Nicolas Barnaud

Nicolas Barnaud (1538–1604) was a French Protestant writer, physician and alchemist, from Crest, in Dauphiné, from which he took the name Delphinas (or Delphinus). He was a member of the Monarchomaques.

He is associated with a number of mysteries. His 1597 collection ''Commentariolum in Aenigmaticum quoddam Epitaphium'', on the Aelia Laelia Crispis puzzle inscription, included the alchemical Mass of Nicholas Melchior, still of disputed authorship. The 1599 ''Triga chemica: de lapide philosophico tractatus tres'' was the first publication of the ''Book of Lamspring'', by the unknown Abraham Lambspring.

Other works are the collection ''Quadriga aurifera'' of 1599, and ''De Occulta philosophia'' (1601).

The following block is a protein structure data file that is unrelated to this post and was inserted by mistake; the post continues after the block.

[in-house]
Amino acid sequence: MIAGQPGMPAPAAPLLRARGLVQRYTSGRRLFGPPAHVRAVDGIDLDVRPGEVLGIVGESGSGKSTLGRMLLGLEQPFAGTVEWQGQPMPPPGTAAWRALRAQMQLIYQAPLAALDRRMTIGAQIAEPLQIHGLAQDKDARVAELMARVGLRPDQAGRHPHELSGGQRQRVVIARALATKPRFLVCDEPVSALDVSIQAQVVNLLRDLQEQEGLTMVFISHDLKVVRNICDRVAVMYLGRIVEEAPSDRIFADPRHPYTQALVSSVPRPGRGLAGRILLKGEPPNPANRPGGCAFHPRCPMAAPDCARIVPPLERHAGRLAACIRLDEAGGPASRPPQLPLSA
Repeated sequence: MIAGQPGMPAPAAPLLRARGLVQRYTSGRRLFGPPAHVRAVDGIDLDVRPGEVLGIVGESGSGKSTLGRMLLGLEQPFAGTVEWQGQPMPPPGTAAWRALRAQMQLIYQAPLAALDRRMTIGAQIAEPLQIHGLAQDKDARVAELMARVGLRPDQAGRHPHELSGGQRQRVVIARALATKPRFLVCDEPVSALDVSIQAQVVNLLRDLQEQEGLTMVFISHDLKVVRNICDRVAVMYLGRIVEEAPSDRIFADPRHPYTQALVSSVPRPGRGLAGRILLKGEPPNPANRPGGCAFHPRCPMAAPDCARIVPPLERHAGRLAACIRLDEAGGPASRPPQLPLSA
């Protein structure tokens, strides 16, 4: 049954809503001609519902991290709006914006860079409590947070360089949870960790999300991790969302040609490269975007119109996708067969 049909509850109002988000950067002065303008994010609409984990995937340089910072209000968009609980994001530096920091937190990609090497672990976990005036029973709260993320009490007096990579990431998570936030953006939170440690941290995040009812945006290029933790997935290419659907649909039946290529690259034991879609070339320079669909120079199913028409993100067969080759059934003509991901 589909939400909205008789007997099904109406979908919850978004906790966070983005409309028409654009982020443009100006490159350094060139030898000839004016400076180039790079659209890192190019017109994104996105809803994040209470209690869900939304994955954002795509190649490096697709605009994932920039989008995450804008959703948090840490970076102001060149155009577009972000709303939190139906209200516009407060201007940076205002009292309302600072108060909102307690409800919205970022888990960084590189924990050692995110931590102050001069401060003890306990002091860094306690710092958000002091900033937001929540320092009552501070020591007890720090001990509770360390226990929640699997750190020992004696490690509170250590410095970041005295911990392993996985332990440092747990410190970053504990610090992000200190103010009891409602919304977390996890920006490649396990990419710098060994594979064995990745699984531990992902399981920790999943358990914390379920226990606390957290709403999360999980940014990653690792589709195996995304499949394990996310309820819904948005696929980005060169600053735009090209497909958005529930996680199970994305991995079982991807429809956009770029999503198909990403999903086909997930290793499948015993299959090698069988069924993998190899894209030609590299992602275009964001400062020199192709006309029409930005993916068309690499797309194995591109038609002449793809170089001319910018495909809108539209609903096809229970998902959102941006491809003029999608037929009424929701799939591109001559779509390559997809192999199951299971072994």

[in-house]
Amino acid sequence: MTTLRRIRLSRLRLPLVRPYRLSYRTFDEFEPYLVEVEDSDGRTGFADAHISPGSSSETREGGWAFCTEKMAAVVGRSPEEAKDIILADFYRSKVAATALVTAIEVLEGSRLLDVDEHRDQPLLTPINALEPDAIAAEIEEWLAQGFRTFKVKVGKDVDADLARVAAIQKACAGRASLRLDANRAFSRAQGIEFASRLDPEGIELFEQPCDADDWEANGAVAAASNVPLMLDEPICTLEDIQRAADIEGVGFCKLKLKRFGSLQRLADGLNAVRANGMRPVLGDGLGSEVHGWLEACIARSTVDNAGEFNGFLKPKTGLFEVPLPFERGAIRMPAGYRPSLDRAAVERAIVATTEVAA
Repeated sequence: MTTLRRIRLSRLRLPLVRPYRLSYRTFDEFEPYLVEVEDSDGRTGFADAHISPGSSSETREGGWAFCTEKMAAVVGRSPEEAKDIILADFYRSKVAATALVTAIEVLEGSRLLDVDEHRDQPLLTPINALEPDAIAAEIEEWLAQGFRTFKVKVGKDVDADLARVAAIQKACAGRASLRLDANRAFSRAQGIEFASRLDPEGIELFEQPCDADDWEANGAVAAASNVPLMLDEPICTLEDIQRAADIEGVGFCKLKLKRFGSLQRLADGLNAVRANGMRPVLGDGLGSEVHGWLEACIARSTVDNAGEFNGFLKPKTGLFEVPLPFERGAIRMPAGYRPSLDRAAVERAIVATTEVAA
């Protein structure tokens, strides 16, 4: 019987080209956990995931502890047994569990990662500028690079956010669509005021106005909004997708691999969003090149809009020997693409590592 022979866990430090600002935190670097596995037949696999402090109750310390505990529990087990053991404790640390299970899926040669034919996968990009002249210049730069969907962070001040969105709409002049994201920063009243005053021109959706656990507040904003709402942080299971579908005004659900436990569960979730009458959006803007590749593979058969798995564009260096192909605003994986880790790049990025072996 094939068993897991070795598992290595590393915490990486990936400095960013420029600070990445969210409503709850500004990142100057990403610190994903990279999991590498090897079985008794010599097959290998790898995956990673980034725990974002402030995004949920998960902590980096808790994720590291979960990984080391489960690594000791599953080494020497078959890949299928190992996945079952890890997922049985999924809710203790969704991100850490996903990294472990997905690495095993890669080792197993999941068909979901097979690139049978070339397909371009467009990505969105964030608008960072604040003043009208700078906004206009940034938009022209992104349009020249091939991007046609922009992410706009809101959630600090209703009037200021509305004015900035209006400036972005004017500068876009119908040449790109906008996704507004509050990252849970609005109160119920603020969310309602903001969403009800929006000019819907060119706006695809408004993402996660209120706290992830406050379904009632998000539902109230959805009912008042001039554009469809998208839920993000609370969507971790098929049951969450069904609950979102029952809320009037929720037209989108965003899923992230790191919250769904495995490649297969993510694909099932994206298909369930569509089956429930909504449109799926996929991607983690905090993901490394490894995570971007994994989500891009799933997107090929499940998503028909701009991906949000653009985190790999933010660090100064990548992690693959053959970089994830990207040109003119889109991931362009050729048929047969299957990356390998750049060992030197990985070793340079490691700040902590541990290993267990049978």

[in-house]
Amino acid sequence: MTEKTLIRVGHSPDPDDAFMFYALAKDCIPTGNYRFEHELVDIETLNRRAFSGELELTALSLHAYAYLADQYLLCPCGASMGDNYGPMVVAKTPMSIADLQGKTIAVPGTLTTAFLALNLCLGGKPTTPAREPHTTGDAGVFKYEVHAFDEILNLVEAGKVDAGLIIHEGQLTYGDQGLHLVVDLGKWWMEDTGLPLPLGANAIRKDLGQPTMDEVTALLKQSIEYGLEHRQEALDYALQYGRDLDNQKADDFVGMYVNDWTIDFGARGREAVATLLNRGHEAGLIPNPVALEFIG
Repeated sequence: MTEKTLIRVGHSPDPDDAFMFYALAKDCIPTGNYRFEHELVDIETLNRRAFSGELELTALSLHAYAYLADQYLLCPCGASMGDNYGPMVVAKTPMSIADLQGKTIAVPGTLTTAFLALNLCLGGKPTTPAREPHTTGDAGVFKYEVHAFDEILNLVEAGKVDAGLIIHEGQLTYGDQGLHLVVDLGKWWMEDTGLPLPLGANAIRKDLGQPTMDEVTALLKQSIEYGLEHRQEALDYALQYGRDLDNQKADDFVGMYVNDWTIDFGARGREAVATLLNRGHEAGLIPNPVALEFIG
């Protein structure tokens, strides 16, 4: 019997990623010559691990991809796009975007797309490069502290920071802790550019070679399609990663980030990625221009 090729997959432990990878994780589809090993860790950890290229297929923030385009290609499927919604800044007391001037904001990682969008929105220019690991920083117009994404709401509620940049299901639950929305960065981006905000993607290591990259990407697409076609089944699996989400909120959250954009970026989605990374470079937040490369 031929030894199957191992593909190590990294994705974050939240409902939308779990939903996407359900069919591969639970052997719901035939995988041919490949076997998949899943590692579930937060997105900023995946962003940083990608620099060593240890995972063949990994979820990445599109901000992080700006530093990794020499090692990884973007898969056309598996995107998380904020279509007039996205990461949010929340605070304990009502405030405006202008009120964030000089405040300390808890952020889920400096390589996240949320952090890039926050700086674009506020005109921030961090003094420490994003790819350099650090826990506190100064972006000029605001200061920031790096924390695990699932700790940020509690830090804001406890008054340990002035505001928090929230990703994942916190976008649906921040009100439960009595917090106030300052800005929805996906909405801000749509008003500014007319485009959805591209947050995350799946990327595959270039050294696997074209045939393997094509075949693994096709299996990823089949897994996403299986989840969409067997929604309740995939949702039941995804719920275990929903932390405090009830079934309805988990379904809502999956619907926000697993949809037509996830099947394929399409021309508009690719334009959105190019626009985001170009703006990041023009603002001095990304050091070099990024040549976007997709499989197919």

Barnaud traveled widely around the turn of the seventeenth century. This has led to suggestions that he was setting up some sort of hermetic network, on the fabled lines of the Rosicrucians.

He is supposed to have lodged with Tadeáš Hájek, during a stay in Prague in the 1580s or 1590s, meeting Anselmus de Boodt. He has been unreliably connected with accounts of John Dee and Edward Kelley in Prague.

Earlier in life he played an itinerant role as a Calvinist activist, in Geneva and Holland. Pamphleteering works of politics and satire ''Le reveille-matin des François et de leurs voisins'', which first published the Discourse on Voluntary Servitude by Étienne de La Boétie and the ''Le Cabinet du roy de France'' and ''Le miroir des Francois'' of 1581,under the name Nicolas de Montand or Montant, are often attributed to him. Provided by Wikipedia

by Barnaud, Nicolas
Published 1582

by Froumenteau, Nicolas
Published 1581
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